Live updates | Turkey seeks top-level Ukraine-Russia talks

ISTANBUL — Turkish President Recep Tayyip Erdogan has urged Russian President Vladimir Putin to agree to direct talks with his Ukrainian counterpart.

The call comes in the wake of Turkish diplomatic efforts to defuse the crisis over Russia’s war in Ukraine, including by hosting Ukrainian and Russian negotiators for talks in Istanbul late last month.

The Turkish presidency said in a statement Tuesday that Erdogan proposed taking the “Istanbul process to the level of leaders, a crucial threshold in the Russia-Ukraine negotiations.” It sought to continue the “positive progress of the Istanbul talks” toward peace.

Talks stalled after Ukrainian President Volodymyr Zelenskyy accused Russian troops of committing war crimes. Putin later said peace efforts were at a dead end.

Ankara, which maintains close ties to both Kyiv and Moscow, has presented itself as a neutral broker in a bid to end the fighting.



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MOSCOW — U.N. Secretary-General António Guterres has called for a cease-fire in Ukraine at his meeting with Russian Foreign Minister Sergei Lavrov.

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Guterres is visiting Moscow and is then scheduled to visit the Ukrainian capital, Kyiv, this week.

“We are extremely interested in finding ways in order to create the conditions for effective dialog, create the conditions for a cease-fire as soon as possible, create the conditions for a peaceful solution,” Guterres said, speaking in televised comments at the start of the meeting.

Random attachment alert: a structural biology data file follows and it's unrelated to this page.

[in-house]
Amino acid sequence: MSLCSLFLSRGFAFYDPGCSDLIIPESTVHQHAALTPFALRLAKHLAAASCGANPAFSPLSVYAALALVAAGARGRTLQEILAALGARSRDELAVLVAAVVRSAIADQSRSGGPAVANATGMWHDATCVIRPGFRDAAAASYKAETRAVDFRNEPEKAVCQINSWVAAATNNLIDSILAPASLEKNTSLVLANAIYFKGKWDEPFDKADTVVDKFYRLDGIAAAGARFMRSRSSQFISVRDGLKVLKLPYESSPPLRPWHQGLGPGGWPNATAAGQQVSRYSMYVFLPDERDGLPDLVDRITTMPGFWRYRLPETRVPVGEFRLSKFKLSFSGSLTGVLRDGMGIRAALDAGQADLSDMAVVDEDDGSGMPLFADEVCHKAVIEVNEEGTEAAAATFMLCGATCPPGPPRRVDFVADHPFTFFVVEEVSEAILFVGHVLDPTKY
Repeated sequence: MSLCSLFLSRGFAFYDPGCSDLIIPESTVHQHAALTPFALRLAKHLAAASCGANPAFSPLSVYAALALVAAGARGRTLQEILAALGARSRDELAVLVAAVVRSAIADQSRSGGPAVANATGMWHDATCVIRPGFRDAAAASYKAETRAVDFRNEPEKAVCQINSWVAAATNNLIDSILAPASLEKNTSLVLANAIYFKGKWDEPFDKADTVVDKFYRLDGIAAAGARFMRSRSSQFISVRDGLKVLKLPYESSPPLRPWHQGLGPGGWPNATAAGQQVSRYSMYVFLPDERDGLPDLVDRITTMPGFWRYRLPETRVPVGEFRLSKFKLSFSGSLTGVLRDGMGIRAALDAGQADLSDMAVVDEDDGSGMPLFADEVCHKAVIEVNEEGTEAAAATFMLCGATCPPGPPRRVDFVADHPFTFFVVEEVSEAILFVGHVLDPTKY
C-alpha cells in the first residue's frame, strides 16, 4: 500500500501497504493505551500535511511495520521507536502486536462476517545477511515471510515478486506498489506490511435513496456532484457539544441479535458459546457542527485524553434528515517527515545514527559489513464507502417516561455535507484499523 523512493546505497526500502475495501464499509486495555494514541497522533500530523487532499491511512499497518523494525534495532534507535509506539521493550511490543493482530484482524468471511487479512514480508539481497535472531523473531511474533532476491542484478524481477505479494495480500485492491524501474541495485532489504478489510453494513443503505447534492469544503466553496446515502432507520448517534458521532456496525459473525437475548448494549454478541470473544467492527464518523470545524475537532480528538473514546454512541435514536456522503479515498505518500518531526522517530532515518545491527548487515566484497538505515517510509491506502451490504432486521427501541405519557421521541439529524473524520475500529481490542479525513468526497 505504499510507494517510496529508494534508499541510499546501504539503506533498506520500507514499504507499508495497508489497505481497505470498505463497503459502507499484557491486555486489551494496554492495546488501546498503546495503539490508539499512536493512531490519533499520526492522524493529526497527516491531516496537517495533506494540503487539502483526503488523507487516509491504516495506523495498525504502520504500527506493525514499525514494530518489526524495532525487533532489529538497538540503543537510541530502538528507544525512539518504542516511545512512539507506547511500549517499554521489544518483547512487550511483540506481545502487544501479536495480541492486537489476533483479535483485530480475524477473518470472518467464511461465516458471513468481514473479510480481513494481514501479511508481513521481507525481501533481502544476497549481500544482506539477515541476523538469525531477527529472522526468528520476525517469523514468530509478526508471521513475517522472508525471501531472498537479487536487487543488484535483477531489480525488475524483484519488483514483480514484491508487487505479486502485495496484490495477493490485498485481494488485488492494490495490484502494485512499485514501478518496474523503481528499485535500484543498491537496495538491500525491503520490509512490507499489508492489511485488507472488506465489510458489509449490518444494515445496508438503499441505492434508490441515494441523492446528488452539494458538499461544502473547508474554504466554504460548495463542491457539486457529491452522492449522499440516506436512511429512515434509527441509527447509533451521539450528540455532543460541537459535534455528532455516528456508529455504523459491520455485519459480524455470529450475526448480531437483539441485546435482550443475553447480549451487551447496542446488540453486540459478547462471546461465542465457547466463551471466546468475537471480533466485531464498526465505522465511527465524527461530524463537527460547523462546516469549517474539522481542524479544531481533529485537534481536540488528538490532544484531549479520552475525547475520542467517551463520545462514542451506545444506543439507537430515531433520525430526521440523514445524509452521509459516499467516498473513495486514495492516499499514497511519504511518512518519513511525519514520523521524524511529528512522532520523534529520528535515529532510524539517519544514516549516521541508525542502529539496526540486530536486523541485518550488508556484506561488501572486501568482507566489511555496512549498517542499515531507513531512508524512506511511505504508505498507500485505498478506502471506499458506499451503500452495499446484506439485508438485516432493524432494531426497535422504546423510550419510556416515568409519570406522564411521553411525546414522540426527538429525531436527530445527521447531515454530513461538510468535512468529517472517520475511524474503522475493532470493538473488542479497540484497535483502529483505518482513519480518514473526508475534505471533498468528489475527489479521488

Guterres also said he wanted to reduce the impact of fighting in Ukraine on food security in other parts of the world. Lavrov said they would discuss “the situation around Ukraine that acts as a catalyst for a great number of problems which had piled up over recent decades in the Euro-Atlantic region.”

Guterres is also expected to meet with Russian President Vladimir Putin later Tuesday.


GENEVA — The U.N. refugee agency is launching a new appeal for funds for the crisis sparked by the war in Ukraine that projects up to 8.3 million people will have to flee the country by year-end.

The projection was announced Tuesday as part of a new $1.85 billion regional response plan from UNHCR aimed at supporting refugees from Ukraine after Russia’s war began on Feb. 24. It far outstrips the agency’s previous refugee estimates, which now stand at just over 5.2 million.

The exodus has exceeded the worst-case predictions of the Geneva-based agency, which it has called the largest refugee crisis in Europe since World War II.

The response plan would help refugees who have fled to neighboring countries including Hungary, Moldova, Poland, Romania and Slovakia, but also other countries in the region, including Belarus, Bulgaria and the Czech Republic.

The U.N. estimates that nearly 8 million people are displaced within Ukraine, and another 13 million people are believed to be trapped in war-affected areas of Ukraine. The country had a pre-war population of about 44 million.


RAMSTEIN AIR BASE, Germany — U.S. Defense Secretary Lloyd Austin is vowing that Ukraine’s allies will “keep moving heaven and earth” to fulfill Kyiv’s defense requirements as the war enters a new phase.

Austin convened a meeting with officials from around 40 countries on Tuesday at the United States’ Ramstein Air Base in Germany to work out ways to keep military aid to Ukraine going. Guests included Ukrainian Defense Minister Oleksiy Reznikov.

He said “this gathering reflects the galvanized world” since Russia’s invasion, with more than 30 allies and partners joining the U.S. in sending security assistance to Ukraine and more than $5 billion worth of equipment committed.

Austin cautioned that “we have much more to do: Ukraine needs our help to win today, and they will still need our help when the war is over.”

He said of Ukraine: “We know, and you should know, that all of us have your back and that’s why we’re here today — to strengthen the arsenal of Ukrainian democracy.”


BERLIN — Germany’s defense minister says her country will enable the delivery of self-propelled armored anti-aircraft guns to Ukraine.